Goethes „Faust. Der Tragödie erster Teil“. Eine Analyse aus drei Blickwinkeln (German Edition)

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Dans le sillage by Per Petterson

Thus the history of Hogwarts castle dates back to a remote past and the present is still shaped by the deeds of ancestors in this case, one of the founders of the school that reverberate in the present. Tell me Dobby! After the first attacks, Hogwarts does not only turn into an unpredictable and dangerous place, but also becomes infused with its local history, with which every student seems to be suddenly preoccupied.

Relics of the past are thus very much part of everyday life. His hands trembling slightly, he raised the book to press his eye against the little window, and before he knew what was happening, he was tilting forwards; the window was widening, he felt his body leave his bed and he was pitched headfirst through the opening in the page, into a whirl of colour and shadow ibid. He does not even remotely consider that the memory may have been manipulated or altered.

He is deceived into believing that Hagrid was the one having opened the Chamber and that the spider Aragog is the monster hidden inside it. Thus the past does not only inform and influence the characters in Harry Potter and the Chamber of Secrets, but actually consumes them, invading the present and closing the gap between past events and the present moment.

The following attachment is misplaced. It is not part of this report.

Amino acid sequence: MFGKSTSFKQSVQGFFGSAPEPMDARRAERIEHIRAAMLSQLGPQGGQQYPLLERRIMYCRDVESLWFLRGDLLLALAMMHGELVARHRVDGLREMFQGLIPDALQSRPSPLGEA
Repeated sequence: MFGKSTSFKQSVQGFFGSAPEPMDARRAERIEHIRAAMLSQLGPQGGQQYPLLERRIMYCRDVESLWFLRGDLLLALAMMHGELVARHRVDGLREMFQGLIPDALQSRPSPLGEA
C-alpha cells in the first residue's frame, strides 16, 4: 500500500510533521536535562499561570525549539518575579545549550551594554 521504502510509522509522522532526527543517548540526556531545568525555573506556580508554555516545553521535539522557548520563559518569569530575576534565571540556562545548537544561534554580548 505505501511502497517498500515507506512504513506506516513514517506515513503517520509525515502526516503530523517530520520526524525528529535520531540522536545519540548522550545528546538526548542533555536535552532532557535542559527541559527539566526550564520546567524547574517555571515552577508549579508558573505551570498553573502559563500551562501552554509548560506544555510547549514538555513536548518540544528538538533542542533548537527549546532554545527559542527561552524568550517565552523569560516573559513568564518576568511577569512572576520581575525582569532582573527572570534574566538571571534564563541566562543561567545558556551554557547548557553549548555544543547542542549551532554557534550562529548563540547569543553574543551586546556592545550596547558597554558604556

As was indicated above, the probably most Gothic place in the novel is the legendary Chamber of Secrets itself, which displays a range of features typically associated with Gothic literature. The close link between labyrinth and secret is reinforced by the fact that Harry discovers the titular Chamber at the end to save the life of Ginny Weasley as well as to fight the true heir of Salazar Slytherin.

The skulls do not only establish a link with the bones on display at Borgin and Burkes, they also emphasise that the place is associated with death. This association can also be seen in the comparison of the place to a grave, which it eventually will become unless Harry rescues Ginny in time. The colour symbolism is particularly striking since green is the colour associated with Slytherin house — it is hardly surprising then that Harry encounters the Basilisk, a huge snake, in the Chamber.

Both the novel and the adaptation indicate that the Chamber is a Gothic place, which displays the characteristic aura of mystery while simultaneously establishing a sense of persecution and reinforcing the connection with Salazar Slytherin. Apart from being a gloomy place associated with utmost danger, the Chamber, like Hogwarts, also displays a connection between past and present in the form of the seemingly 10 In early Gothic novels, the typical character constellation consists of the hero, the damsel in distress or victim and the villain — a triad which can also be found in Harry Potter and the Chamber of Secrets.

Despite the fact that the villain is embodied by Voldemort throughout all seven novels, the hero and the damsel in distress cannot be assigned as easily to specific characters. Thus Tom, as a relic from the time fifty years ago, constructs himself a legacy and appears as a corporeal manifestation to Harry, defying temporality through the magical means of the diary.